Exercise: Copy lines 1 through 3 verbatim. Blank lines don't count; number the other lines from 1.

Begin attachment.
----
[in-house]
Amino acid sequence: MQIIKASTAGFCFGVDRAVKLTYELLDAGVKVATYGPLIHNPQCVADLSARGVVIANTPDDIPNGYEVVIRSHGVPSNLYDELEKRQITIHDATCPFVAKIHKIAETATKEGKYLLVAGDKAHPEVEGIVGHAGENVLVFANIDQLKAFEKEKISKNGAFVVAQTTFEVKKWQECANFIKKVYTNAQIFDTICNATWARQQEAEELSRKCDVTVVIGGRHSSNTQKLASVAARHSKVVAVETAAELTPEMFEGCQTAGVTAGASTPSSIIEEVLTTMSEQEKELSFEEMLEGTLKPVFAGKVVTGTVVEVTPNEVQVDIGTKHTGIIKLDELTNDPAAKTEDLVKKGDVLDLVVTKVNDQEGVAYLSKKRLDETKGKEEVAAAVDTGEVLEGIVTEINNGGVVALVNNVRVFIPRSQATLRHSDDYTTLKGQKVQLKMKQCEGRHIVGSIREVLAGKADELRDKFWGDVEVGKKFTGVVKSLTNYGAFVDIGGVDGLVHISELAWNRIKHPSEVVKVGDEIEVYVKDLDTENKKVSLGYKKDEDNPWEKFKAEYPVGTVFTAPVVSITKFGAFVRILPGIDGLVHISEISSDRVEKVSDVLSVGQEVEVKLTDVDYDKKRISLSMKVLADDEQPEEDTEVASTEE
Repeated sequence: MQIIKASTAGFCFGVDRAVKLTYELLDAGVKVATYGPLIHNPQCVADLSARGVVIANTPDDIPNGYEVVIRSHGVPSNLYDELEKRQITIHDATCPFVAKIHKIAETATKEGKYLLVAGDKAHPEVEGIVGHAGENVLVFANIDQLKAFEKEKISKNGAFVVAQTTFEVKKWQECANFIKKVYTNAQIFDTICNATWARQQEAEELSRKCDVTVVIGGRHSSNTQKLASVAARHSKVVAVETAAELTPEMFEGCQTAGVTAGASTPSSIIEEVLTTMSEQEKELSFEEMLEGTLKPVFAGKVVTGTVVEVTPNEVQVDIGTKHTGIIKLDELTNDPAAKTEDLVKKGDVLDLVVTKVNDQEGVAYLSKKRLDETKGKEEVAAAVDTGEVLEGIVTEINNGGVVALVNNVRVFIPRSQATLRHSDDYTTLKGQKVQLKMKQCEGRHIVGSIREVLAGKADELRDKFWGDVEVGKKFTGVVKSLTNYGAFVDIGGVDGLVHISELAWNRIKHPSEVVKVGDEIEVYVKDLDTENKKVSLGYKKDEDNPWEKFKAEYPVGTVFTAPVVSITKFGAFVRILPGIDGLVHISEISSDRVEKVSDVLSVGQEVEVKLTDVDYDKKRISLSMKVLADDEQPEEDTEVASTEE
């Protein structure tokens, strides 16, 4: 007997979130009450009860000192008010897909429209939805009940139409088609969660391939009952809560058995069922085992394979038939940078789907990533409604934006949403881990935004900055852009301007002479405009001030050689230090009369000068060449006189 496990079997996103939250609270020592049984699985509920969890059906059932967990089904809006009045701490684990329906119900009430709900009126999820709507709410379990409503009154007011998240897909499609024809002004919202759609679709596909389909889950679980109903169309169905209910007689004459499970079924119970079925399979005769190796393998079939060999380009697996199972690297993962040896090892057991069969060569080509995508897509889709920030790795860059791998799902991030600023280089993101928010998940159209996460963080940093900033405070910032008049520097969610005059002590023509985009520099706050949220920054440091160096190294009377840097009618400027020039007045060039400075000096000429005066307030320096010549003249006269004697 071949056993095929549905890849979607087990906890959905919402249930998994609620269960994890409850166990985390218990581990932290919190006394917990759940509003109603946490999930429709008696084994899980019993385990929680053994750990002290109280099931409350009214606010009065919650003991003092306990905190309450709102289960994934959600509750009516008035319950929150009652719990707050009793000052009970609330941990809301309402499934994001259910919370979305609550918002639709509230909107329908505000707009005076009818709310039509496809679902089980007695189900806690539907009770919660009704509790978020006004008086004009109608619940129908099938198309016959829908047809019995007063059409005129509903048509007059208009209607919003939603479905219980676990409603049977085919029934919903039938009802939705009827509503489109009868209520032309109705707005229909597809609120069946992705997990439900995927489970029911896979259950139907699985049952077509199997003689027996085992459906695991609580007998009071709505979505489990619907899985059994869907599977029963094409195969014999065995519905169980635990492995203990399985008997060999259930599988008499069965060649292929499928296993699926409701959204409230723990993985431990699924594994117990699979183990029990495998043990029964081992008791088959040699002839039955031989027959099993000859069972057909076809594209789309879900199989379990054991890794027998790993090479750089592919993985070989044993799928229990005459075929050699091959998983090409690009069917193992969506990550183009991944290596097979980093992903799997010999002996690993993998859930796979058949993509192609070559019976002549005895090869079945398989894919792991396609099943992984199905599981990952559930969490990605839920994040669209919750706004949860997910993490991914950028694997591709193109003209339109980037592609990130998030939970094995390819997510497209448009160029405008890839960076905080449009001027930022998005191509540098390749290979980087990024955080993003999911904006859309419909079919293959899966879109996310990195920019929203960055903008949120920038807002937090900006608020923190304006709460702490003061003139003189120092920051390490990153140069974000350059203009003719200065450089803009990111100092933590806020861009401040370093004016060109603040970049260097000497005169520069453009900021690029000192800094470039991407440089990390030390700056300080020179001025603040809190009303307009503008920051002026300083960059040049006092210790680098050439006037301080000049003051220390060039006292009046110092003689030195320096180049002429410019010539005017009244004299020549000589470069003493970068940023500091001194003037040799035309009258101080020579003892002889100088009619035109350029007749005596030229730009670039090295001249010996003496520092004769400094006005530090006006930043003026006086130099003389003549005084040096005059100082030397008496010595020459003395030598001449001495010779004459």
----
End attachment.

[in-house]
Amino acid sequence: MQIIKASTAGFCFGVDRAVKLTYELLDAGVKVATYGPLIHNPQCVADLSARGVVIANTPDDIPNGYEVVIRSHGVPSNLYDELEKRQITIHDATCPFVAKIHKIAETATKEGKYLLVAGDKAHPEVEGIVGHAGENVLVFANIDQLKAFEKEKISKNGAFVVAQTTFEVKKWQECANFIKKVYTNAQIFDTICNATWARQQEAEELSRKCDVTVVIGGRHSSNTQKLASVAARHSKVVAVETAAELTPEMFEGCQTAGVTAGASTPSSIIEEVLTTMSEQEKELSFEEMLEGTLKPVFAGKVVTGTVVEVTPNEVQVDIGTKHTGIIKLDELTNDPAAKTEDLVKKGDVLDLVVTKVNDQEGVAYLSKKRLDETKGKEEVAAAVDTGEVLEGIVTEINNGGVVALVNNVRVFIPRSQATLRHSDDYTTLKGQKVQLKMKQCEGRHIVGSIREVLAGKADELRDKFWGDVEVGKKFTGVVKSLTNYGAFVDIGGVDGLVHISELAWNRIKHPSEVVKVGDEIEVYVKDLDTENKKVSLGYKKDEDNPWEKFKAEYPVGTVFTAPVVSITKFGAFVRILPGIDGLVHISEISSDRVEKVSDVLSVGQEVEVKLTDVDYDKKRISLSMKVLADDEQPEEDTEVASTEE
Repeated sequence: MQIIKASTAGFCFGVDRAVKLTYELLDAGVKVATYGPLIHNPQCVADLSARGVVIANTPDDIPNGYEVVIRSHGVPSNLYDELEKRQITIHDATCPFVAKIHKIAETATKEGKYLLVAGDKAHPEVEGIVGHAGENVLVFANIDQLKAFEKEKISKNGAFVVAQTTFEVKKWQECANFIKKVYTNAQIFDTICNATWARQQEAEELSRKCDVTVVIGGRHSSNTQKLASVAARHSKVVAVETAAELTPEMFEGCQTAGVTAGASTPSSIIEEVLTTMSEQEKELSFEEMLEGTLKPVFAGKVVTGTVVEVTPNEVQVDIGTKHTGIIKLDELTNDPAAKTEDLVKKGDVLDLVVTKVNDQEGVAYLSKKRLDETKGKEEVAAAVDTGEVLEGIVTEINNGGVVALVNNVRVFIPRSQATLRHSDDYTTLKGQKVQLKMKQCEGRHIVGSIREVLAGKADELRDKFWGDVEVGKKFTGVVKSLTNYGAFVDIGGVDGLVHISELAWNRIKHPSEVVKVGDEIEVYVKDLDTENKKVSLGYKKDEDNPWEKFKAEYPVGTVFTAPVVSITKFGAFVRILPGIDGLVHISEISSDRVEKVSDVLSVGQEVEVKLTDVDYDKKRISLSMKVLADDEQPEEDTEVASTEE